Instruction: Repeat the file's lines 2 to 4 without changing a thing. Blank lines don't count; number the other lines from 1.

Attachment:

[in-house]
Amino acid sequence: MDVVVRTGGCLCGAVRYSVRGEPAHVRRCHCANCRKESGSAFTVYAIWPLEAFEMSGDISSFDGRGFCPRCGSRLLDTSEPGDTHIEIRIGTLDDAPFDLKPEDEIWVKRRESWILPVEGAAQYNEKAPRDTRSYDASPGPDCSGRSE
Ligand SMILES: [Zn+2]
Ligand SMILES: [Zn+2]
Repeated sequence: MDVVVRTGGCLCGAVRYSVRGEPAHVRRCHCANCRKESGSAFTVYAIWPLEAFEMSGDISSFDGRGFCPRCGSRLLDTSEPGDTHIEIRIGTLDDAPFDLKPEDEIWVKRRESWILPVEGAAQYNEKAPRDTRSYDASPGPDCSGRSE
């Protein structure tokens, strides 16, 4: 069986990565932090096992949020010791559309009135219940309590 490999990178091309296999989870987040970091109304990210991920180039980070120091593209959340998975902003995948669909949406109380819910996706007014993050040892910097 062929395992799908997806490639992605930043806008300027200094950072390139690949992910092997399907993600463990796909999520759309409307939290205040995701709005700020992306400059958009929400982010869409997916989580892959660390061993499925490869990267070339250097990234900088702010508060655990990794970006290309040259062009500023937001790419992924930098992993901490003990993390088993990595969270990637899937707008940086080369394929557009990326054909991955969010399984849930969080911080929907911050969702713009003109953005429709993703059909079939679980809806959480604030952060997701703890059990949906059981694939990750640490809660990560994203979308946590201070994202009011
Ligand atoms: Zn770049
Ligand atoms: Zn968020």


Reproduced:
Amino acid sequence: MDVVVRTGGCLCGAVRYSVRGEPAHVRRCHCANCRKESGSAFTVYAIWPLEAFEMSGDISSFDGRGFCPRCGSRLLDTSEPGDTHIEIRIGTLDDAPFDLKPEDEIWVKRRESWILPVEGAAQYNEKAPRDTRSYDASPGPDCSGRSE
Ligand SMILES: [Zn+2]
Ligand SMILES: [Zn+2]